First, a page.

EU attempts to retake the initiative on fuel

Commission publicises research project aimed at developing "super-economical" cars

The European Commission today tried to divert attention away from protests at high fuel prices by announcing a research programme aimed at producing a "super-economical" car able to travel 100 kilometres on one litre of diesel by 2004. Interviewed by ENDS Daily, the car industry research body responsible for the project stressed that it was far from certain that the aim would be achieved.

According to the Commission, the euros 5.2m project aims at developing ultra-light carbon fibre-reinforced plastics that could be used to produce far lighter and therefore more fuel efficient vehicles. Its press release first suggested that the research had been launched after the recent European fuel tax protests, before noting that work actually started in April.

The aim of producing cars that consume 1 litre of fuel per 100km is ambitious. A much larger euros 350m research project launched in early 1999 was aimed at producing prototypes consuming 3 litres per 100km by 2003 (ENDS Daily 7 January 1999). Such vehicles would emit 90 grams of carbon dioxide per kilometre. In comparison, average EU new car emissions in 1995 were 186g/km, and are scheduled to fall to 140g/km by 2008 under a voluntary agreement with car makers (ENDS Daily 24 July).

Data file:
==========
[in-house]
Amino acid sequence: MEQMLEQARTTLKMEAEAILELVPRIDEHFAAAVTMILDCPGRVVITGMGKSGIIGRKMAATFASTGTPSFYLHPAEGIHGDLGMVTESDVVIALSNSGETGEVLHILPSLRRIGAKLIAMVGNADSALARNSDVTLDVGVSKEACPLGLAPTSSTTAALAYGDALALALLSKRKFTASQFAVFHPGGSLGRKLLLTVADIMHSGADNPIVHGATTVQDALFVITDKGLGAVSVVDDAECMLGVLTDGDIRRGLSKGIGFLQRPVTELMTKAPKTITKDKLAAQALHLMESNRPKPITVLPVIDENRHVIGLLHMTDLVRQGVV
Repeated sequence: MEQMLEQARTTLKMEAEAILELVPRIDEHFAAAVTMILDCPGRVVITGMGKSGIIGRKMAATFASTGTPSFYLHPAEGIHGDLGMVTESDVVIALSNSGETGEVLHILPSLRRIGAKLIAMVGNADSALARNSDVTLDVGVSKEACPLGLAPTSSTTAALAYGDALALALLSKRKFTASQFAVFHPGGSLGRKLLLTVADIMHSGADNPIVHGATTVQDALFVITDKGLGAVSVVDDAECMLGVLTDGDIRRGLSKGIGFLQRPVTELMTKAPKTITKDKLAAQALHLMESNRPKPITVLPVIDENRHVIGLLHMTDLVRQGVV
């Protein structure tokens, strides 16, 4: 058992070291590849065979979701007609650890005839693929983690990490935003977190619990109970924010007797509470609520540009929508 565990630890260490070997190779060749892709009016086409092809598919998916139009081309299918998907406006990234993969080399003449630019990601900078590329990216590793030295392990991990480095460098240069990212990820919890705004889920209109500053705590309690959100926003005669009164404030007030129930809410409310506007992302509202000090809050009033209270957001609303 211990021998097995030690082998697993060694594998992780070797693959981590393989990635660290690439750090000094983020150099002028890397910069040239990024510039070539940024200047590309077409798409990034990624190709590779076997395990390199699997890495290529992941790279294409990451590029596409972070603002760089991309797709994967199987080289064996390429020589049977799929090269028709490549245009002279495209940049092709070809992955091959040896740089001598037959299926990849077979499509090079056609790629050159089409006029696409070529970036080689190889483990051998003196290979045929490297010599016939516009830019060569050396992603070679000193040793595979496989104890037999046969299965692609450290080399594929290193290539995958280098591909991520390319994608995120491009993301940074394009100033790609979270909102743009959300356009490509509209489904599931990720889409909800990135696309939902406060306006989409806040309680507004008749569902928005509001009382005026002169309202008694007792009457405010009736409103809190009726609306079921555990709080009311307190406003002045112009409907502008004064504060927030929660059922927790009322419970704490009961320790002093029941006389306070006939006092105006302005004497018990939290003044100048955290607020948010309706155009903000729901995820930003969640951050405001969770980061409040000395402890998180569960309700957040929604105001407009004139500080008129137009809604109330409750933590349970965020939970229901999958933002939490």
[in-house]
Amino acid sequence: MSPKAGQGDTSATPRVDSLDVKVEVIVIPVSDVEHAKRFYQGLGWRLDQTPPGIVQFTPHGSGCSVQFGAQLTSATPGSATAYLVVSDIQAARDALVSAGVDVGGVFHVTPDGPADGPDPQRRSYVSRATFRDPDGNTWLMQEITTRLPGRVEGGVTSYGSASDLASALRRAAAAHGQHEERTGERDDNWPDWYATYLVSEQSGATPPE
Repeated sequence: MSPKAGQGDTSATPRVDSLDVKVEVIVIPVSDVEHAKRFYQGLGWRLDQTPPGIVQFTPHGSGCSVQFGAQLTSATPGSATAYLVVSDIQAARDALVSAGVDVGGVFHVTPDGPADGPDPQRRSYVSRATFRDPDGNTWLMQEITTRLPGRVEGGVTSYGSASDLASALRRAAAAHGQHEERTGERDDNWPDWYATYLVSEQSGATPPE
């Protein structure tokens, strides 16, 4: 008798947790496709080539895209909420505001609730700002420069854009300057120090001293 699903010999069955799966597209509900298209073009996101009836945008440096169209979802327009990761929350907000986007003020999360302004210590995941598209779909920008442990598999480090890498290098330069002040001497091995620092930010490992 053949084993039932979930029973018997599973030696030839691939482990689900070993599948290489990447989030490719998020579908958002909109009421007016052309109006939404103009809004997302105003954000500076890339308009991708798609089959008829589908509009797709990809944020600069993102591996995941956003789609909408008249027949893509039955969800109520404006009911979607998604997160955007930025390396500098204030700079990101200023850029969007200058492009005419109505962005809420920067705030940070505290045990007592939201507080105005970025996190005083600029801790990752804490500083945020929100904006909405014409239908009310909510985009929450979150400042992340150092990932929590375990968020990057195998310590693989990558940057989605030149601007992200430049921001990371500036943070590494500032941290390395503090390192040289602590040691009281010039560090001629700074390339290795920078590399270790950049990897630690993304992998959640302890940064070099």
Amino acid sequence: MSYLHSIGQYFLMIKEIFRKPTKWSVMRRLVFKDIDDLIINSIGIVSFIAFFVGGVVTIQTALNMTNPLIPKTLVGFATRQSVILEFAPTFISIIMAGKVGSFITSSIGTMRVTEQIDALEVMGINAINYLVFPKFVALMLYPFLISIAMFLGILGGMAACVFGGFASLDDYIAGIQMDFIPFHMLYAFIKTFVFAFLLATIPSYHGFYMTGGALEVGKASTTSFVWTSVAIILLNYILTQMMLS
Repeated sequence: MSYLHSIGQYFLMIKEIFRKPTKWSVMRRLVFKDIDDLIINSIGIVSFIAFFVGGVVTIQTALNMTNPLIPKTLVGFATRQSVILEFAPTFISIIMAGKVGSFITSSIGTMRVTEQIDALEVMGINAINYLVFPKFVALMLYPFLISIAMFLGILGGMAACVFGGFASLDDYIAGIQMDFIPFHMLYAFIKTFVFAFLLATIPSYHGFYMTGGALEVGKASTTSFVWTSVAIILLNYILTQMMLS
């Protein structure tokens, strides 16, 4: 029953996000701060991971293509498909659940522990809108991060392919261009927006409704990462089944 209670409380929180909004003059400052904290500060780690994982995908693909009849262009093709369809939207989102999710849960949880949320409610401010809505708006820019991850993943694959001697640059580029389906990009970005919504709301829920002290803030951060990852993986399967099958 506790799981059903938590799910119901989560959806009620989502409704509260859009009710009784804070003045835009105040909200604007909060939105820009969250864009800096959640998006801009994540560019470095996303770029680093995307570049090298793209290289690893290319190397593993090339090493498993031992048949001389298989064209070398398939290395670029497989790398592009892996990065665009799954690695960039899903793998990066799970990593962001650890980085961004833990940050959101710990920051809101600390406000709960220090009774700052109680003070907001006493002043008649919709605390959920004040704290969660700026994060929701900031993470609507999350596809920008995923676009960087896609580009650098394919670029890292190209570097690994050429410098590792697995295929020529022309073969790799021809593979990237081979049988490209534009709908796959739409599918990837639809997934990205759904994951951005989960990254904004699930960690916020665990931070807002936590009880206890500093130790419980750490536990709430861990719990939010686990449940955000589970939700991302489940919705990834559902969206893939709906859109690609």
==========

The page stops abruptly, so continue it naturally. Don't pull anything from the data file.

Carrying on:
European car industry research body Eucar is coordinating the 1 litre per 100km project. Director-general André Rault had not been informed of the Commission's intention to issue a press release today. He stressed that the objective was not a short-term one and that any implication that it could be achieved quickly was misleading. There were serious obstacles to be overcome, he added, including maintaining safety standards in such light vehicles.

Follow Up:
European Commission, tel: +32 2 299 1111, see press release; Eucar, tel: +32 2 738 7353.

Please sign in to access this article. To subscribe, view our subscription options, or take out a free trial.

Please enter your details

Forgotten password?

Having trouble signing in?

Contact Customer Support at
or call 020 8267 8120

Not a subscriber?

Take a free trial now to discover the critical insights and updates our coverage offers subscribers.